So, if Muslims have all what it takes to feel at home in Egypt, why do they bother about stating that Islam is the official religion? How do they expect to be harmed or have their faith undermined if this article is removed or replaced by another that asserts equality between citizens regardless of beliefs? Why do they act as if one of the proposed amendments includes replacing “Islam” by “Christianity” and “Islamic laws” with “the rules of the Coptic Orthodox Church ecclesiastical council”? For me this is a very peculiar case of the majority being afflicted by the insecurities generally—and logically—attributed to the minority and totally subverts the hypothesis that it is the majority’s responsibility to abate the fears of the minority and not the other way round. If Muslims have the privilege of numbers, why do they feel reluctant to give groups deprived of this privilege another one in return?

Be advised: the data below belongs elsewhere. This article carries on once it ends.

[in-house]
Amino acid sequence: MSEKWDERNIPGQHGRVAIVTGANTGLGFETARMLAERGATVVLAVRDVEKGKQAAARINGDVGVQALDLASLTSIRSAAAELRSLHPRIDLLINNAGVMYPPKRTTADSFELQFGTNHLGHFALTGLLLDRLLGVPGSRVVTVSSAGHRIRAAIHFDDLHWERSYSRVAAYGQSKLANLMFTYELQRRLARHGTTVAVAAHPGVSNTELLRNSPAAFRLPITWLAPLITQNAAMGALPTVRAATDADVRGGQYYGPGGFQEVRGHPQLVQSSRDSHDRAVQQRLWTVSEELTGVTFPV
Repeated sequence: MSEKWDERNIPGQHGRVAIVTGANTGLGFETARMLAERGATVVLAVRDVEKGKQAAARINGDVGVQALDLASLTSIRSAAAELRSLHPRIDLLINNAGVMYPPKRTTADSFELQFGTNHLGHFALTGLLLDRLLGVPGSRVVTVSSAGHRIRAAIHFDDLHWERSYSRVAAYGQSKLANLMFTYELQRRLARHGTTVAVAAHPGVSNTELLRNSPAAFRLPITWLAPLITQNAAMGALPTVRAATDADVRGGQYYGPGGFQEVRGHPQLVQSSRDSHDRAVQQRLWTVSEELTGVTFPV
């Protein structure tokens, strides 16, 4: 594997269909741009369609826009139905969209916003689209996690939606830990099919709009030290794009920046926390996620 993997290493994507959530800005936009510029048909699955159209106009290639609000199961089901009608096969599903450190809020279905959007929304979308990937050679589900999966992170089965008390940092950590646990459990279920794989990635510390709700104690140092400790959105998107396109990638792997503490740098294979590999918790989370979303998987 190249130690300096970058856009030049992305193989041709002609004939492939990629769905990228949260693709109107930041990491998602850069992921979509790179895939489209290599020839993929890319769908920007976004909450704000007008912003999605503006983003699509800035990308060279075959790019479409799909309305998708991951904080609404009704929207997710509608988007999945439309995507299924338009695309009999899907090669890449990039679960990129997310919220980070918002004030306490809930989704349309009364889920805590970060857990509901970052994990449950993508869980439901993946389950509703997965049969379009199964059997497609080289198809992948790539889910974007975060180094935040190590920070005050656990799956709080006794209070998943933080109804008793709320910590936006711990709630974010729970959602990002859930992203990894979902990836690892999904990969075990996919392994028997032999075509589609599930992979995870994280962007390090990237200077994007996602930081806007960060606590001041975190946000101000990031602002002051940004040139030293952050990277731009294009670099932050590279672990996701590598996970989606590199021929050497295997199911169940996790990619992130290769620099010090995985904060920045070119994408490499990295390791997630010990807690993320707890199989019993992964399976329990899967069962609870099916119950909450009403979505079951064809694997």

Some claim it is about identity, and I am sorry to say that I don’t buy that. Egypt’s identity is comprised of all religions and cultures that made it what it is now and in this sense overlooking the country’s Coptic heritage is a cultural and ethical more than a religious crime. Plus how exactly is it important to decide the identity of a people—if that can be decided at all—in their constitution? Does this also imply that in a constitution you can have the official race or the official skin color? In other words, is the job of the constitution setting the principles of citizenship or promoting an exclusionist ideology that makes one group feel superior and other groups feel inferior? As for those who say that neither Christians nor seculars should worry because Islamic laws will protect their rights, don’t you find this a bit patronizing? I believe that the concept of offering protection stands in stark contrast with the concept of equality since it establishes a tyrannical majority that patronizes the “weak” minority and constantly reminds it of how grateful it should be.